From: Richard Wordingham (email@example.com)
Date: Sat Sep 18 2010 - 04:42:56 CDT
On Sat, 18 Sep 2010 00:06:07 +0100
Krishna Birth <firstname.lastname@example.org> wrote:
> Could someone please correctly tell the codes to use on Unix operating
> systems to produce the below diacritics:
> Δ€ = http://www.fileformat.info/info/unicode/char/0100/index.htm
> I need to find this for a project/coder's question?
If you are asking how to type these precomposed letters at a keyboard,
we need to know which Unix operating system you have in mind, and the
X-terminal model may be relevant. For example, if the X-terminal is
a Windows PC running Exceed, this may reduce to a Windows question.
My answer is directed to what one would write in a program. It is
possible that more detail is required as to the coder's problem.
The codepoint (i.e. number encoding the character) for these letters
is part of the name of the links you gave, e.g. the code for Δ€ is 0100
If you are simply trying to produce the single, precomposed character
in a program, the information is given in the table headed 'Encodings'
in the pages you referenced. It may be worth also giving the
information for the plain letter 'A' at
http://www.fileformat.info/info/unicode/char/0041/index.htm so that the
coder may understand the information better. UTF-8 is the encoding
which for most purposes can work on Unix in exactly the same fashion as
8-bit codes (ASCII, ISO-8859, ISCII, TSCII), though multibyte EUC
encodings are a better analogy. (If the coder doesn't understand EUC,
it's not worth explaining.)
For example, when I run a terminal window using the locale en_GB.utf8,
I can have the letter printed to the terminal by a bash script using
% printf "\xc4\x80" # Use UTF-8 form explicitly
The printf of bash version 4.1.5(1) does not understand escape codes
On the other hand, /usr/bin/printf on the Linux system I'm using does,
and I could achieve the same effect using
% /usr/bin/printf "\u0100" # What happens in non-UTF-8 locales?
If you want the codes for the diacritics themselves, so that the
letters you listed may be entered as plain Roman letter plus diacritic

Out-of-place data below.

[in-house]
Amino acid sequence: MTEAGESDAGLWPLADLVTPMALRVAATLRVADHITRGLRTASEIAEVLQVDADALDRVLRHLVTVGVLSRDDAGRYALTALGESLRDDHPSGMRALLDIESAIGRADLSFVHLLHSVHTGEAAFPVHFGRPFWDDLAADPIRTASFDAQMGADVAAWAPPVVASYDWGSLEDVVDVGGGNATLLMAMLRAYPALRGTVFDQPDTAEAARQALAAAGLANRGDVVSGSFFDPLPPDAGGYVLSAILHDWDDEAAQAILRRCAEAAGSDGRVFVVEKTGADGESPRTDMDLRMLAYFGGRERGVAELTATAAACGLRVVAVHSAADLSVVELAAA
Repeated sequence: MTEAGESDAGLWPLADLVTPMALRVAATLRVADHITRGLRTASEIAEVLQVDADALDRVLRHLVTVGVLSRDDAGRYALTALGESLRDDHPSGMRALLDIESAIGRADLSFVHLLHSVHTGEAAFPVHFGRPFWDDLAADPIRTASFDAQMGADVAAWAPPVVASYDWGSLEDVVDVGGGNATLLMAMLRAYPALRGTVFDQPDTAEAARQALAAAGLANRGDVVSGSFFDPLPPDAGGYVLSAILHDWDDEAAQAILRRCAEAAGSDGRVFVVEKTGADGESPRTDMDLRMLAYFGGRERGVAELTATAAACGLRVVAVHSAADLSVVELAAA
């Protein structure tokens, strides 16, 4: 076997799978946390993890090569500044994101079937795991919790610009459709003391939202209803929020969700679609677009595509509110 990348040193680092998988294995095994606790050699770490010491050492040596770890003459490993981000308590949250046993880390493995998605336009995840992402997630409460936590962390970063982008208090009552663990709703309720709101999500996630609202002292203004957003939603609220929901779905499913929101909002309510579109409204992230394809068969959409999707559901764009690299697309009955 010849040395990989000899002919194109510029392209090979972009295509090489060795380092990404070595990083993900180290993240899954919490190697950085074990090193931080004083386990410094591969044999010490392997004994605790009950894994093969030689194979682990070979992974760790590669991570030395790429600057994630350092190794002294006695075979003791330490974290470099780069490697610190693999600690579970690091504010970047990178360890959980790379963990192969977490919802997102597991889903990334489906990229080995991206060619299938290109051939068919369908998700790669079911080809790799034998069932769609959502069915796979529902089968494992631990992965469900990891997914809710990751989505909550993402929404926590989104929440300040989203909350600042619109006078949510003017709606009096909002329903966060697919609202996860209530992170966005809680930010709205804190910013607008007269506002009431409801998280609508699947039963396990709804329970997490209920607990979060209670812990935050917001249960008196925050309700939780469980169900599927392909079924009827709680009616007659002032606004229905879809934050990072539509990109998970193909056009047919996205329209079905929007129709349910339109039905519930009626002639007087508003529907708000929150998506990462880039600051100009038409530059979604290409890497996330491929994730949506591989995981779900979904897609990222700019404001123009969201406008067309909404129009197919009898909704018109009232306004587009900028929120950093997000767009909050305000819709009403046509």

mark, the information you need
is in http://www.unicode.org/Public/UNIDATA/UnicodeData.txt , with an
explanation in http://www.unicode.org/reports/tr44/#UnicodeData.txt .
As an example, consider the line for U+0100:
0100;LATIN CAPITAL LETTER A WITH MACRON;Lu;0;L;0041 0304;;;;N;LATIN
CAPITAL LETTER A MACRON;;;0101;
The data items are separated by semicolons. The first two are the
codepoint, the number for the character, expressed in hecadecimal
notation. The second field gives the character name. The interesting
field for you may be the sixth field, which, unless it starts with
'<', gives another way of expressing the same character - in this case
as the sequence of <U+0041 LATIN CAPITAL LETTER A WITH MACRON, U+0304
If you want to write the diacritics themselves without attaching them
to a letter, there are two or three methods. Firstly, you can
write them on a hardspace, e.g. <U+00A0 NO-BREAK SPACE, U+0304>. This
will not always work; using the spacing modifier letter is the safe way
of writing it. For this you need to look at their code chart. For the
macron, you will use <U+02C9 MODIFIER LETTER MACRON>. The third
method is to use the ISO-8859 characters, in this case <U+00AF
MACRON>. The drawback with the third method is that this is a symbol,
not a letter, and you may encounter bad line-breaking or the macron may
be combined with a preceding letter.
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